Federal Bureau of Prisons

While families are being torn apart by immigration agents on the Texas border, Oregon is grappling with its own inhumane side effect of Attorney General Jeff Sessions' immigration policies. But, instead of giant tents or chain-link cages, these immigrants are being held in a more traditional lockup: a federal prison.

Over the past month, US Immigration and Customs Enforcement (ICE) officials have arrested at least 1,600 adult immigrants who recently crossed the border, and dropped them into federal prisons across the US. More than 100 of those immigrants—all men from at least eight different countries—were taken to a prison in Sheridan, Oregon, located just 50 miles southwest of Portland.

The majority of these immigrants came to the US seeking asylum, citing threats of religious prosecution or gang violence. It's unknown how many actually have a criminal record (according to a retired ICE official, its rare that they do), but under but under Session's new "zero tolerance" policy, any immigrant that illegally enters the country is split from their family and locked up. According to the Trump Administration, all 1,600 of these newly incarcerated immigrants were marked for an "expedited deportation."

By law, when immigrants seek asylum in the US, they're allowed a few constitutional rights, including the right to due process. That means they must be given access to legal counsel before their immigration trial. ICE has its own set of bylaws that forbid the feds from denying detainees free access to legal aid, require adequate translation services to guarantee detainees understand what's going on, and have access to an immigration law library.

These standards, however, don't hold up in federal prison.

Last week, lawyers working at Innovation Law Lab (ILL), a Portland nonprofit that offers pro bono representation for immigrants, raised concerns that the 123 men detained at the Sheridan prison were being denied these standard detention rights. Detainees were being told they had to pay for calls, and they weren't given any information about their right to legal representation or where the rest of their families were located.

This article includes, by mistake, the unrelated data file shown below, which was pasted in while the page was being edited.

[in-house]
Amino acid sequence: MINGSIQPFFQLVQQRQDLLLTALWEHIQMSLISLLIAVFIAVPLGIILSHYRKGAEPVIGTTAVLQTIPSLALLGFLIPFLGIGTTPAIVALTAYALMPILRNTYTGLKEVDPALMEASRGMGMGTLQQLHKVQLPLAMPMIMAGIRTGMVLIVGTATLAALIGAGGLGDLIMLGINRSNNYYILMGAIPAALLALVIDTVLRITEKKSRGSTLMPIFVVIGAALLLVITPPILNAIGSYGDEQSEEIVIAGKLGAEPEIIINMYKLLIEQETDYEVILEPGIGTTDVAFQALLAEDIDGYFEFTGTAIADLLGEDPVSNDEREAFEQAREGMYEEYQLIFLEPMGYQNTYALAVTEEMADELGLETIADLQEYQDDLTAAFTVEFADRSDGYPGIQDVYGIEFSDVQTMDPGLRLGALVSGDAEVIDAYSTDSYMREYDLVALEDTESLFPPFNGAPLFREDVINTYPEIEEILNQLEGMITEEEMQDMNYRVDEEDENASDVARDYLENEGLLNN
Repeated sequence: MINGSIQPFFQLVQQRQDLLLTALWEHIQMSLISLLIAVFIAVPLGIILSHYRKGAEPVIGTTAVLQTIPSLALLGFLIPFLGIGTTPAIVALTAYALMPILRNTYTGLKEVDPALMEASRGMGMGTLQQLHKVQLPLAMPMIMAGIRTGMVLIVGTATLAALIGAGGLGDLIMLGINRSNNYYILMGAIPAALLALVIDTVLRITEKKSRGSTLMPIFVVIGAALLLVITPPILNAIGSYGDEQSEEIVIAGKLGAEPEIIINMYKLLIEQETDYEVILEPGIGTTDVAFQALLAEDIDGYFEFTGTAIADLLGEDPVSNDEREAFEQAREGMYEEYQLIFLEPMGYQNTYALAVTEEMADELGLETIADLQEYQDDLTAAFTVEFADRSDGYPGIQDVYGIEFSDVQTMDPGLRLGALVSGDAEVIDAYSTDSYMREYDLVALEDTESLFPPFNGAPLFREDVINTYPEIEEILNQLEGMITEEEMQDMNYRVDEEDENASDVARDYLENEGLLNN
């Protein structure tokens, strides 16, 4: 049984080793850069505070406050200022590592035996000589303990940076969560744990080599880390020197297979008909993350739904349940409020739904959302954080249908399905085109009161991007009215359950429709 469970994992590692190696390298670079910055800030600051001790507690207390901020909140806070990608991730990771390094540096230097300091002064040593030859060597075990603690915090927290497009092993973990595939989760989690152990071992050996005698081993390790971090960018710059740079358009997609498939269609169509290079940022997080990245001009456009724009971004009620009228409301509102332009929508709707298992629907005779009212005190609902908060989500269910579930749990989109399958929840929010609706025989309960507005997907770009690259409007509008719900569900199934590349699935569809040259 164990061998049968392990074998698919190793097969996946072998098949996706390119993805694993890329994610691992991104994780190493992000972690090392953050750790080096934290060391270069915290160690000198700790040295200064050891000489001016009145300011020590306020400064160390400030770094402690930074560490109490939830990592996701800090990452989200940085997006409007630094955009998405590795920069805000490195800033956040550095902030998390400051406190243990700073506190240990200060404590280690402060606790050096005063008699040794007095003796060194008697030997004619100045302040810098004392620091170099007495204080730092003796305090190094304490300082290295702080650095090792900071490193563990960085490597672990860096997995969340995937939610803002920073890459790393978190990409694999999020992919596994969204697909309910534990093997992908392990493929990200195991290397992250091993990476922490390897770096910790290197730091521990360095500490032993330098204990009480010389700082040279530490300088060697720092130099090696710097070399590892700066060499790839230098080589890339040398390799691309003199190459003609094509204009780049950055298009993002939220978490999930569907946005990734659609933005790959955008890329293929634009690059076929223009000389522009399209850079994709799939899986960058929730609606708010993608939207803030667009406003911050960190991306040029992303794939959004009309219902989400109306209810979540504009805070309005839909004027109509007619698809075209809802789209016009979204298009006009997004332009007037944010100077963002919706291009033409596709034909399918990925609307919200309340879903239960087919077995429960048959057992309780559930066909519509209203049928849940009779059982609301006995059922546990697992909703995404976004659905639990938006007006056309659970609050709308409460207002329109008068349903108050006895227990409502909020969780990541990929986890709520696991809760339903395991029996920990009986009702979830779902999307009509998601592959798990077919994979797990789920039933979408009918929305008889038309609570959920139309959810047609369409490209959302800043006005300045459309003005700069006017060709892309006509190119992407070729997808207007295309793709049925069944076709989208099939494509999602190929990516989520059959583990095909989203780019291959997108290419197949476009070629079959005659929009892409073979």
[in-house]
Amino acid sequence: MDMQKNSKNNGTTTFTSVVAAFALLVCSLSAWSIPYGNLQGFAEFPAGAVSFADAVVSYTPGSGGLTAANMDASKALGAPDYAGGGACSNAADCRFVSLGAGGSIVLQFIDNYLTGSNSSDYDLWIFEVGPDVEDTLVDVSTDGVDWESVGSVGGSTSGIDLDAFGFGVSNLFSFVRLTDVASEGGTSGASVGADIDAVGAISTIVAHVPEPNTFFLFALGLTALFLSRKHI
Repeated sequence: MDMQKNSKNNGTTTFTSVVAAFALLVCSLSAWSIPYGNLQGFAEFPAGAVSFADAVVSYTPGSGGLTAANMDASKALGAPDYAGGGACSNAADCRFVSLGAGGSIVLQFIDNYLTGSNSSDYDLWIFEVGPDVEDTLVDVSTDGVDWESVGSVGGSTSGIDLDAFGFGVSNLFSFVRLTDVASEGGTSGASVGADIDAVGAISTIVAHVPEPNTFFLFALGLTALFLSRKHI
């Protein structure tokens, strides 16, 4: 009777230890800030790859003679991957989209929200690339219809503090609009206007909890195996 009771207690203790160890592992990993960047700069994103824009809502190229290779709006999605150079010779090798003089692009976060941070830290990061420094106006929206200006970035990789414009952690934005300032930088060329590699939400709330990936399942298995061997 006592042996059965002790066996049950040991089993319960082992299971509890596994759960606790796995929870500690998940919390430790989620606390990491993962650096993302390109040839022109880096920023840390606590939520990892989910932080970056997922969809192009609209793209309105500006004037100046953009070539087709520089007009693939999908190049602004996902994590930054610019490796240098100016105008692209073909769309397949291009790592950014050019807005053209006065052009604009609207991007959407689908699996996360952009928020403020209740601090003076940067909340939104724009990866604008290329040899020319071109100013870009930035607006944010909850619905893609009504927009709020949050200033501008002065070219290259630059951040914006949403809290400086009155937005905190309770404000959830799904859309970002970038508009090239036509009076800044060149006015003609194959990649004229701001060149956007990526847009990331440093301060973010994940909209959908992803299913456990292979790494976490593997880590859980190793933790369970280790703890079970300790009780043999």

"Just weeks ago, over one hundred people came to our country fleeing violence and persecution and were met with the unimaginable: imprisonment, the loss of their families, and the denial of some of the most basic protections afforded by our legal system," write Stephen Manning, ILL director and Mat dos Santos, legal director of ACLU of Oregon in a joint letter sent to ICE Director Thomas Homan.

Over the weekend, Oregon members of Congress were granted entry to the Sheridan prison, and allowed one hour to talk with a few of the detainees, with translation. In a press conference following the meeting, Senator Jeff Merkley told reporters that none of the men had been told "what comes next."

He described one man with bullet wounds from gang warfare, and another man who said religious leaders threatened to burn down his house. The men had allegedly travelled to the US from India, China, Honduras, Pakistan, Nepal, Ukraine, Guatemala, and Mexico. Many of them were "forcibly separated" from their families upon entering the US and requesting asylum. Since coming to Sheridan, Merkley said, the detainees were only allowed one hour a day to leave their small prison cell.

Rep. Suzanne Bonamici said that when she asked the detainees what would happen if they were sent back to their home country, the "vast majority" of them told her they would be killed.

"This is a shameful moment in our history," said Rep. Earl Blumenauer, who choked up at the press conference. "The notion that we're going to criminalize people who are being persecuted—and enforce it? It's outrageous. They each ought to have a chance to prove their case."

ILL lawyers were granted three hours to meet with several detainees today—but it's unknown if that meeting actually took place. According to ACLU of Oregon, the prison has been consistently resistant to lawyers' requests to speak with the detained men.

"We need the government to meet us halfway and provide the constitutional baseline of access," said ILL's Manning in a separate press conference held this afternoon.

This evening, a number of immigrant rights groups and supporters are meeting in front of the Sheridan prison to hold a vigil for the immigrants detained inside.

Miriam Varga Corona, the director of Yamhill County's Unidos Bridging Community who helped organize the vigil, says the community is eager to help.

"The government is treating asylum seekers like criminals... or worse, since their due process rights aren't being honored," she says. "A lot of people are heartbroken, and we're ready to respond."